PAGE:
Collaboration between Supreme Audit Institutions and Citizens is Critical in Ensuring Accountability and Transparency of Government’s Response to COVID-19

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Photo: Simone D. McCourtie / World Bank Photo: Simone D. McCourtie / World Bank

At this stage of the pandemic, Supreme Audit Institutions (SAI) all over the world are grappling with the question of what to do now and how to plan for the future. The World Bank’s latest paper on the ‘Role of Supreme Audit Institutions in Governments’ Response to COVID-19: Emergency and Post-emergency Phases’  underscores the importance of transparency, accountability, and engaging citizens and civil society organizations (CSO) to counter perceptions of corruption. 

Participatory auditing led by SAIs, with various stakeholders’ participation has evolved over time. Successful approaches, which can be useful during COVID-19, vary in terms of the level of involvement of citizens and CSOs. In rare cases, SAIs may conduct audits jointly with citizens and CSOs. On the other end of the spectrum, audit plans can be developed based on complaints from citizens and CSOs. 

During the emergency phase, auditors are expected to not hinder governments’ rapid responses to the pandemic. So, direct CSOs and citizen participation may not be appropriate during this stage. However, in countries where SAIs have the mandate to conduct ‘pre-audit’ or ‘ex-ante’ audits, this can be done through citizen participation using digital tools.   

In the post-emergency phase, SAIs need to conduct different types of audits on government compliance, financial and performance.  They need to be mindful that civil servants may have had to make quick decisions during the emergency response. Citizens and CSOs can help validate audit findings and bring third party objectivity to the information and findings disclosed by ministries who often did not have time to deliberate.  They are more likely to reflect the broader concerns of the public and would add value to the audit process. Where possible, credible CSOs and citizens with well-established knowledge could also be directly involved in the audit process on a voluntary or token honorarium basis, with appropriate checks and balances.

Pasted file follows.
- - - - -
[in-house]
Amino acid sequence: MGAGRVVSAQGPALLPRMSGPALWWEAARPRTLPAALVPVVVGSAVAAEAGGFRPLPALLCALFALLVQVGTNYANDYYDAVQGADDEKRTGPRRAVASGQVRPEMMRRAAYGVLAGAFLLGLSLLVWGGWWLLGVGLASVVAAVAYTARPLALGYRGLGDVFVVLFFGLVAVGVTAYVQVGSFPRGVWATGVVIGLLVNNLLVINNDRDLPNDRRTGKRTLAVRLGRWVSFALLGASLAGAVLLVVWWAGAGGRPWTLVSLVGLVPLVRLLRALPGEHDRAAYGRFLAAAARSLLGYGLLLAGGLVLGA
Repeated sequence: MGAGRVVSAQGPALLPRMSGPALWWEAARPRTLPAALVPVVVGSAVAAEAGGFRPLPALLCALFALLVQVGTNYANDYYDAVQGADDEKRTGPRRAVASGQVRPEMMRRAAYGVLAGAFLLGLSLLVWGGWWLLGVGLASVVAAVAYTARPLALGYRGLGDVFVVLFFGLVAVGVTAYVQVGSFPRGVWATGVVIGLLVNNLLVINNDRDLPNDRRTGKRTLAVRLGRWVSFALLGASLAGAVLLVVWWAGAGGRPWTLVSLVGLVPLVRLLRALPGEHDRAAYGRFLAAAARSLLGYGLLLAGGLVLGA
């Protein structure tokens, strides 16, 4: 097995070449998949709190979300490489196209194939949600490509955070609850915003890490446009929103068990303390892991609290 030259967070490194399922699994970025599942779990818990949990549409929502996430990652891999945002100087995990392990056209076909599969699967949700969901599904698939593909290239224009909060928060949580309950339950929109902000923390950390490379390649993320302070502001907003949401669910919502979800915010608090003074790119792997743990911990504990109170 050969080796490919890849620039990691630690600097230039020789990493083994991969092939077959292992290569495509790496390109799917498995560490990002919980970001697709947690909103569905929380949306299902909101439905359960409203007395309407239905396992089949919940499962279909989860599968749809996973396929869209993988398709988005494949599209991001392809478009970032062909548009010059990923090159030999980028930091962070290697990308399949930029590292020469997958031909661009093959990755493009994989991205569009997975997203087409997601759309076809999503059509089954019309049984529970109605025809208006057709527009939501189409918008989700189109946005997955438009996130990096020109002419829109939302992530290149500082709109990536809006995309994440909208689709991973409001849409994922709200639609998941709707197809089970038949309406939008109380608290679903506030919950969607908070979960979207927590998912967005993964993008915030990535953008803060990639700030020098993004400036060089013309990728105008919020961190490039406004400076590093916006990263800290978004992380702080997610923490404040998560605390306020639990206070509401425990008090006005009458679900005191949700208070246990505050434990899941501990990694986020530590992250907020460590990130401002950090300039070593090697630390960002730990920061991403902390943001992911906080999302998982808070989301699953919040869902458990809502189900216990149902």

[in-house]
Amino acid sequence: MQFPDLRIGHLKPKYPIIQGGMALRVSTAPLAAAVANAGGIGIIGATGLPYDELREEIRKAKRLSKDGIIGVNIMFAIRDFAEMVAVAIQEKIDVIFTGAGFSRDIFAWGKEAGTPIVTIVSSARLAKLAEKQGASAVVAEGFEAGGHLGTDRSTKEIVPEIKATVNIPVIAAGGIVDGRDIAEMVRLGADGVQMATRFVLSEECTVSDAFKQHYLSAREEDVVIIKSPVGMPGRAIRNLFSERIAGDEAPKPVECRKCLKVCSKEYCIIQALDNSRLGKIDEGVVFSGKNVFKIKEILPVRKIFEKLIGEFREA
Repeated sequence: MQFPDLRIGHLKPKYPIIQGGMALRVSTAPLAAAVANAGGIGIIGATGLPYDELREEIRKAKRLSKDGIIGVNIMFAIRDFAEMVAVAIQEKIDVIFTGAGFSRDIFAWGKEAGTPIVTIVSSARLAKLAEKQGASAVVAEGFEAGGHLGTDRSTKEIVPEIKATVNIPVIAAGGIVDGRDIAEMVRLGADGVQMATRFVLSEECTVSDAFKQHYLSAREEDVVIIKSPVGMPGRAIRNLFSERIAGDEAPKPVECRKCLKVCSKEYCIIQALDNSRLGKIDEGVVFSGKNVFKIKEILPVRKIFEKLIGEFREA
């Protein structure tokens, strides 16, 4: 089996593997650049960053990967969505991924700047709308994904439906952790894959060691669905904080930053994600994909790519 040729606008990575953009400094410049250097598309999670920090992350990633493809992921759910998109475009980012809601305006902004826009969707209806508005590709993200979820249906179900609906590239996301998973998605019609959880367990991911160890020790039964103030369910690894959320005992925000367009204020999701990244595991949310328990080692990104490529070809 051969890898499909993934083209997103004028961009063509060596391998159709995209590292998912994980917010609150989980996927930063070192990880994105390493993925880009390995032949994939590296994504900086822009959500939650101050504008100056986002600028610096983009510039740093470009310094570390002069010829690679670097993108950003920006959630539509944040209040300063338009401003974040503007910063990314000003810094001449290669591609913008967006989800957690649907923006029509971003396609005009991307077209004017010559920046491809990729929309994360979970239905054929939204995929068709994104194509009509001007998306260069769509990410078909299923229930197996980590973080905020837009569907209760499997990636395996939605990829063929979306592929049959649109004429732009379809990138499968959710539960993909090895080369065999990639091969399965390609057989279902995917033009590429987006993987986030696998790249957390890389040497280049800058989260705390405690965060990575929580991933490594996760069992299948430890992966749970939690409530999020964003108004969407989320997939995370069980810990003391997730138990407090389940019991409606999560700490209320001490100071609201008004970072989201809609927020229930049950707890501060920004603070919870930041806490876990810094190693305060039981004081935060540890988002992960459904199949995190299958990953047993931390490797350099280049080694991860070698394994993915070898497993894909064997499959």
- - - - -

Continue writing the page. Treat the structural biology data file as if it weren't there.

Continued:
SAIs could develop quick and brief audits focused on a particular theme and issue these as standalone reports instead of one comprehensive report that takes much longer to complete.  While such reports can give early insights to and be used primarily by policy makers and executive leadership as governments embark on strengthening their health systems and adopting economic recovery measures, they will also provide citizens and CSOs good information to demand accountability on a more timely basis. 

Citizen engagement can also help SAIs mitigate their own institutional challenges, particularly in developing countries. One challenge that can be exacerbated during the pandemic is budget cuts, which could significantly affect SAIs ability to conduct audits of COVID-19 expenditures. To mitigate potential risks, SAIs need to have a strategy with a clear narrative in place that explains their role, based on a legal framework.  They can ensure that this is communicated to citizens and CSOs as well as other stakeholders (e.g. The World Bank) that support SAI independence. Support from stakeholders can help protect the funding of SAIs, and thereby ensure effective audits of governments’ responses to COVID19. 

In addition to improving SAIs’ credibility, involving citizens and CSOs in SAIs’ audits would contribute to ensuring the much-needed collective action in dealing with the aftermath of the pandemic. The global pandemic has created an opportunity for increased openness and collaboration to improve the quality and depth of SAIs’ audit work and to build future resilience. So, SAIs could seize the opportunity to mainstream participation of citizens and CSOs in audit of government finances/programs going forward.  


Ed Olowo-Okere

Senior Advisor in the Equitable Growth, Finance, and Institutions (EFI) Vice Presidency at the World Bank. 

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